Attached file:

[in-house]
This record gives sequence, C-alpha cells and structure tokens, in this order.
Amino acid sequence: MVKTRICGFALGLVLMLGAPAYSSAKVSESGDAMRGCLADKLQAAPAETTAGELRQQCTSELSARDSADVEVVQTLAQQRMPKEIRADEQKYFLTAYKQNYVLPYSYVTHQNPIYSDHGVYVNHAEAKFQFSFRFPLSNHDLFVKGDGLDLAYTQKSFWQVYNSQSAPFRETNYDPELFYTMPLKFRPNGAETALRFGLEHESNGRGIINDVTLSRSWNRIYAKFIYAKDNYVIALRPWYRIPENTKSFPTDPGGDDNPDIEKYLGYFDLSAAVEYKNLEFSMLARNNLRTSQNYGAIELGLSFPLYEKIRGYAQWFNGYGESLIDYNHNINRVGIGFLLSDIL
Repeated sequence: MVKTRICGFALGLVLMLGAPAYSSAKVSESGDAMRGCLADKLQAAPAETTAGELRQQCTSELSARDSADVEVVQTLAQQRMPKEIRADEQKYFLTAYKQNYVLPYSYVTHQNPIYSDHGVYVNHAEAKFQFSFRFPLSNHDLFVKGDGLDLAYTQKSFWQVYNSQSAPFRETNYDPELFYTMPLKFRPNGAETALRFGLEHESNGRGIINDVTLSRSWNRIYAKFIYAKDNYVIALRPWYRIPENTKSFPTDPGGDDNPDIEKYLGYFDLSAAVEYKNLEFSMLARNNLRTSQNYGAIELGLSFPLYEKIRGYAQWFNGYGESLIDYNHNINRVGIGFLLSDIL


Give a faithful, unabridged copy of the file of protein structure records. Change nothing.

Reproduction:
[in-house]
This record gives sequence, C-alpha cells and structure tokens, in this order.
Amino acid sequence: MVKTRICGFALGLVLMLGAPAYSSAKVSESGDAMRGCLADKLQAAPAETTAGELRQQCTSELSARDSADVEVVQTLAQQRMPKEIRADEQKYFLTAYKQNYVLPYSYVTHQNPIYSDHGVYVNHAEAKFQFSFRFPLSNHDLFVKGDGLDLAYTQKSFWQVYNSQSAPFRETNYDPELFYTMPLKFRPNGAETALRFGLEHESNGRGIINDVTLSRSWNRIYAKFIYAKDNYVIALRPWYRIPENTKSFPTDPGGDDNPDIEKYLGYFDLSAAVEYKNLEFSMLARNNLRTSQNYGAIELGLSFPLYEKIRGYAQWFNGYGESLIDYNHNINRVGIGFLLSDIL
Repeated sequence: MVKTRICGFALGLVLMLGAPAYSSAKVSESGDAMRGCLADKLQAAPAETTAGELRQQCTSELSARDSADVEVVQTLAQQRMPKEIRADEQKYFLTAYKQNYVLPYSYVTHQNPIYSDHGVYVNHAEAKFQFSFRFPLSNHDLFVKGDGLDLAYTQKSFWQVYNSQSAPFRETNYDPELFYTMPLKFRPNGAETALRFGLEHESNGRGIINDVTLSRSWNRIYAKFIYAKDNYVIALRPWYRIPENTKSFPTDPGGDDNPDIEKYLGYFDLSAAVEYKNLEFSMLARNNLRTSQNYGAIELGLSFPLYEKIRGYAQWFNGYGESLIDYNHNINRVGIGFLLSDIL